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NASA's ice-world robots can reach, launch, and melt in search of life

Why it matters to you

Liquid water is the starting place in our search for extraterrestrial life. These robots may help us find it.

Engineers at NASA’s Jet Propulsion Laboratory are developing an array of robotic ice tools that may help uncover the frozen secrets of alien worlds. As part of the Ocean Worlds Mobility and Sensing study, each of these tools has been designed to collect samples from above or below the surface of icy moons such as Jupiter’s Europa.

“In the future, we want to answer the question of whether there is life on the moons of the outer planets — on Europa, Enceladus and Titan,” Tom Cwik, who leads JPL’s Space Technology Program, said in a news release. “We’re working with NASA headquarters to identify the specific systems we need to build now, so that in 10 or 15 years, they could be ready for a spacecraft.”

Liquid water offers one of our best bets for discovering extraterrestrial life. But, on an icy world, we’ll have to dig deep to access it.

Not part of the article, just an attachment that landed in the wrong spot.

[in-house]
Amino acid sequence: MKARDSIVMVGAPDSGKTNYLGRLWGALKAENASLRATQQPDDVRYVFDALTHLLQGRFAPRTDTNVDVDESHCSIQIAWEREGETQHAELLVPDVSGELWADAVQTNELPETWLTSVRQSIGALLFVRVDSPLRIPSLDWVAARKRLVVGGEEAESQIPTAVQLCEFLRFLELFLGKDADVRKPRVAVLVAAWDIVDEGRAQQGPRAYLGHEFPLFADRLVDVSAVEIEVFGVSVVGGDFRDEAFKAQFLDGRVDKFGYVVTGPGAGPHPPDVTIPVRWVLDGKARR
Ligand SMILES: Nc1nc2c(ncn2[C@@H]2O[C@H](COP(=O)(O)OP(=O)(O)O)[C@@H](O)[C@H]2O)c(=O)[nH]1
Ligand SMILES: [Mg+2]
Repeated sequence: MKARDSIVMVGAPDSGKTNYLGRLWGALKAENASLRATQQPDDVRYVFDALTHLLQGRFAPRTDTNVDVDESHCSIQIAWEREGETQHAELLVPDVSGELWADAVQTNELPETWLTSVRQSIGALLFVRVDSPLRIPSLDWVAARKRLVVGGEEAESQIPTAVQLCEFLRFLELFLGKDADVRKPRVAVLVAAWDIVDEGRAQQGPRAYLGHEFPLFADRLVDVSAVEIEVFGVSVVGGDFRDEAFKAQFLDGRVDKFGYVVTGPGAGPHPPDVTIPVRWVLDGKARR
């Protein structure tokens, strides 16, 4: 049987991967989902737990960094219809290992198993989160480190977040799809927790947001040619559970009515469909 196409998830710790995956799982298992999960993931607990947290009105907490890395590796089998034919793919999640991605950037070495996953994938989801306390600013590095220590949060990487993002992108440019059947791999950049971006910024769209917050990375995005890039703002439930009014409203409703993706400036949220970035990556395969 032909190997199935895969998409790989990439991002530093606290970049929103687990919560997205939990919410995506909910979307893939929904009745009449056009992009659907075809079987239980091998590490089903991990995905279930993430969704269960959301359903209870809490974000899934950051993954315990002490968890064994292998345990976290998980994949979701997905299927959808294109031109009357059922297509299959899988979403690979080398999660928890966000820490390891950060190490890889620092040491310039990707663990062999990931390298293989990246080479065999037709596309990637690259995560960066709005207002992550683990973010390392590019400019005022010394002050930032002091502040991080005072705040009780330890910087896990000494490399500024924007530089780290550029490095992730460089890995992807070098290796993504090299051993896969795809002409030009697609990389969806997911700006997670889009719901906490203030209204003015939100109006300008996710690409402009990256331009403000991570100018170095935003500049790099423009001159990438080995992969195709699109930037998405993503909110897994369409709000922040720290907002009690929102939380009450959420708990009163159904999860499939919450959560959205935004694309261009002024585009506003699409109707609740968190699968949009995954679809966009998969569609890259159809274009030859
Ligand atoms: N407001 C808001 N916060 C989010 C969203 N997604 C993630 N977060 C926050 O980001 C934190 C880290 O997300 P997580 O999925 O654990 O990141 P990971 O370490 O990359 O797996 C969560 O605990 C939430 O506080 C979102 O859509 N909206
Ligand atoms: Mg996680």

Among the new tools are wheels that enable rovers to navigate icy terrain, a folding arm that can stretch 33 feet to grab samples at a distance, and a projectile launcher than can shoot a sampling probe up to 164 feet.

Engineers have also adapted methods used on Earth, such as “melt probes,” which melt through snow and ice to help scientists study the regions below. But, since melt probes tend to be inefficient, they would freeze up long before they dug all the way through Europa’s crust, which is somewhere between 6.2 and 12.4 miles deep. JPL engineering fellow Brian Wilcox devised a new tool that uses a vacuum-insulated capsule to retain its energy with a big chunk of heat-source plutonium. A rotating saw blade attached to the bottom is used to grind through the ice.

“We think there are glacier-like ice flows deep within Europa’s frozen crust,” Wilcox said. “Those flows churn up material from the ocean down below. As this probe tunnels into the crust, it could be sampling waters that may contain biosignatures, if any exist.”

The prototypes are now under review by NASA.